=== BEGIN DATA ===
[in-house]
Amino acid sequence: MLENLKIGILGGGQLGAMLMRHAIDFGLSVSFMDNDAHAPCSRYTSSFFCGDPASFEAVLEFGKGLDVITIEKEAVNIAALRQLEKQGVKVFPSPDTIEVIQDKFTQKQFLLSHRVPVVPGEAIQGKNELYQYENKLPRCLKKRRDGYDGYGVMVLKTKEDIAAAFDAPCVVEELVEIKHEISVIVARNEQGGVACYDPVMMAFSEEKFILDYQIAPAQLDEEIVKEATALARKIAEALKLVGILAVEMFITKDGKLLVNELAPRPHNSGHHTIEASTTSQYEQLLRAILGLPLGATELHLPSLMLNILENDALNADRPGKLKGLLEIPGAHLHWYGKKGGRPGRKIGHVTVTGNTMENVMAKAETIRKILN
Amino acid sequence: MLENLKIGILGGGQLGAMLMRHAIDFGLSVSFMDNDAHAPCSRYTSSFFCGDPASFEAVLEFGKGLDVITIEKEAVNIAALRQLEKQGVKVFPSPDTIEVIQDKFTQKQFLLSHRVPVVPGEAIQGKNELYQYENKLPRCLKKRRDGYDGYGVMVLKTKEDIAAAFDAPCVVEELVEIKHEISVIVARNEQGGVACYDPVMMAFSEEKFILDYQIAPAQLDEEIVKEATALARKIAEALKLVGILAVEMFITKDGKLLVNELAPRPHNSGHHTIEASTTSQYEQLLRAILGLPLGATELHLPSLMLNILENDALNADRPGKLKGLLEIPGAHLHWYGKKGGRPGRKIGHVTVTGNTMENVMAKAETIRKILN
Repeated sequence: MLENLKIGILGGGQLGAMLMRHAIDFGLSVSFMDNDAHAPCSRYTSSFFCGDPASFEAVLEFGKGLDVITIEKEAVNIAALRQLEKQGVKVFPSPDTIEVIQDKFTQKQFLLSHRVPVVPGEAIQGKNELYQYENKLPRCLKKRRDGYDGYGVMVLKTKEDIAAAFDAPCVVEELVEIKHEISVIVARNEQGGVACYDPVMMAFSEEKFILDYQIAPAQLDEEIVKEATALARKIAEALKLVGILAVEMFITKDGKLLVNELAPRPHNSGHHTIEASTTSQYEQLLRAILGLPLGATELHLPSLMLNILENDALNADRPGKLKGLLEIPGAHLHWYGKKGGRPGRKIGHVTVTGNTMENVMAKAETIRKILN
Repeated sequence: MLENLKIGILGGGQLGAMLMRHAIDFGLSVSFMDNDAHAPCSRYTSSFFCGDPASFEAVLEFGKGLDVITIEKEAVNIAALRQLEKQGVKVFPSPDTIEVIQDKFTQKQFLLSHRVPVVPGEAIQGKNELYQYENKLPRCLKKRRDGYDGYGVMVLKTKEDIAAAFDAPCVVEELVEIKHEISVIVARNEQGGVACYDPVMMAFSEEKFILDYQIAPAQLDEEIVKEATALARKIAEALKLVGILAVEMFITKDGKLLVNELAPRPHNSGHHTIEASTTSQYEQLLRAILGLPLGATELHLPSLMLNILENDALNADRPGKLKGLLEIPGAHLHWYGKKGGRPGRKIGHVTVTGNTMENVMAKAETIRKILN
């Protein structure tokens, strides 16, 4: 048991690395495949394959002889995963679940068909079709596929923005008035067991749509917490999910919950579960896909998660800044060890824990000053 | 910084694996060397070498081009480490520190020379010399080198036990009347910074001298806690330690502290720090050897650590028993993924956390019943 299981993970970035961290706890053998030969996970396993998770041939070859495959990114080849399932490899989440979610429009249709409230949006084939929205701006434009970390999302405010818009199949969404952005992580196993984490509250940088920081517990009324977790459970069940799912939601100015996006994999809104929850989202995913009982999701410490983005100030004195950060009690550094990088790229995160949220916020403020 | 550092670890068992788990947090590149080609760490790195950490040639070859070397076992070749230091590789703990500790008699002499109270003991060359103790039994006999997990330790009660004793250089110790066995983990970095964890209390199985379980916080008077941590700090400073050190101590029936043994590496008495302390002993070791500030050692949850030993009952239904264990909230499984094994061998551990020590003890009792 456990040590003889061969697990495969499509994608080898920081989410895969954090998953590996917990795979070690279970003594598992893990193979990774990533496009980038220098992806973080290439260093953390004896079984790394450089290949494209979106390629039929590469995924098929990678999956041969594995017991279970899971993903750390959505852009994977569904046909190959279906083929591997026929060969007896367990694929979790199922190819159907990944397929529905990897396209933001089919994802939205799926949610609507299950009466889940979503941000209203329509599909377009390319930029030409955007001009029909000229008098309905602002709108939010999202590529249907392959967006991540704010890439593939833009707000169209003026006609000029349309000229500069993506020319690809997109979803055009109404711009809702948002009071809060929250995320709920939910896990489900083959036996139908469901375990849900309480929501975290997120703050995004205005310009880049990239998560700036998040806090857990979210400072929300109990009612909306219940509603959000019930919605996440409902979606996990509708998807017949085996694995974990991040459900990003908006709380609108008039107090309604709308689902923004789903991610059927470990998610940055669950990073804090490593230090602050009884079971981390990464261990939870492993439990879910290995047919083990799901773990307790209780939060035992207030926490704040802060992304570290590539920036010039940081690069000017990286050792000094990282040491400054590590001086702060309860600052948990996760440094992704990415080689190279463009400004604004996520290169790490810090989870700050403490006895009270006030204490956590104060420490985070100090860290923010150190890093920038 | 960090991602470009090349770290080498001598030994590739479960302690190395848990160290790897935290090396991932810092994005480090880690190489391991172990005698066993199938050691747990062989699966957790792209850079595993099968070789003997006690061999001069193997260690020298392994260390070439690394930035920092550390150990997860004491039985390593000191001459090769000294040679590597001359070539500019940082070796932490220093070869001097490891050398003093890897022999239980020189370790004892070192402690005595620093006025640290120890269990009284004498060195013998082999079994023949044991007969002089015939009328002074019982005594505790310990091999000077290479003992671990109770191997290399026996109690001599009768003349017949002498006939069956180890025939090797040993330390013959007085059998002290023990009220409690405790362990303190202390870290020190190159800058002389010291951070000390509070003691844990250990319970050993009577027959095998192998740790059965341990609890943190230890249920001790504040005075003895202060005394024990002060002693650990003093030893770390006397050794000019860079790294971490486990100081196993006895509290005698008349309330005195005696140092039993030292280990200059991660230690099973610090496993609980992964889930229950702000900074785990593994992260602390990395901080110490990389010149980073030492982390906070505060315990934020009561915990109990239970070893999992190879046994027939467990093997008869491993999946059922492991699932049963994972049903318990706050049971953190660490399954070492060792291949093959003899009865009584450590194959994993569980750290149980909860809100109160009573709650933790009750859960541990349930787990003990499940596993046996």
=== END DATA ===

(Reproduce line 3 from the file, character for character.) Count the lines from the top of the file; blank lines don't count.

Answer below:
Amino acid sequence: MLENLKIGILGGGQLGAMLMRHAIDFGLSVSFMDNDAHAPCSRYTSSFFCGDPASFEAVLEFGKGLDVITIEKEAVNIAALRQLEKQGVKVFPSPDTIEVIQDKFTQKQFLLSHRVPVVPGEAIQGKNELYQYENKLPRCLKKRRDGYDGYGVMVLKTKEDIAAAFDAPCVVEELVEIKHEISVIVARNEQGGVACYDPVMMAFSEEKFILDYQIAPAQLDEEIVKEATALARKIAEALKLVGILAVEMFITKDGKLLVNELAPRPHNSGHHTIEASTTSQYEQLLRAILGLPLGATELHLPSLMLNILENDALNADRPGKLKGLLEIPGAHLHWYGKKGGRPGRKIGHVTVTGNTMENVMAKAETIRKILN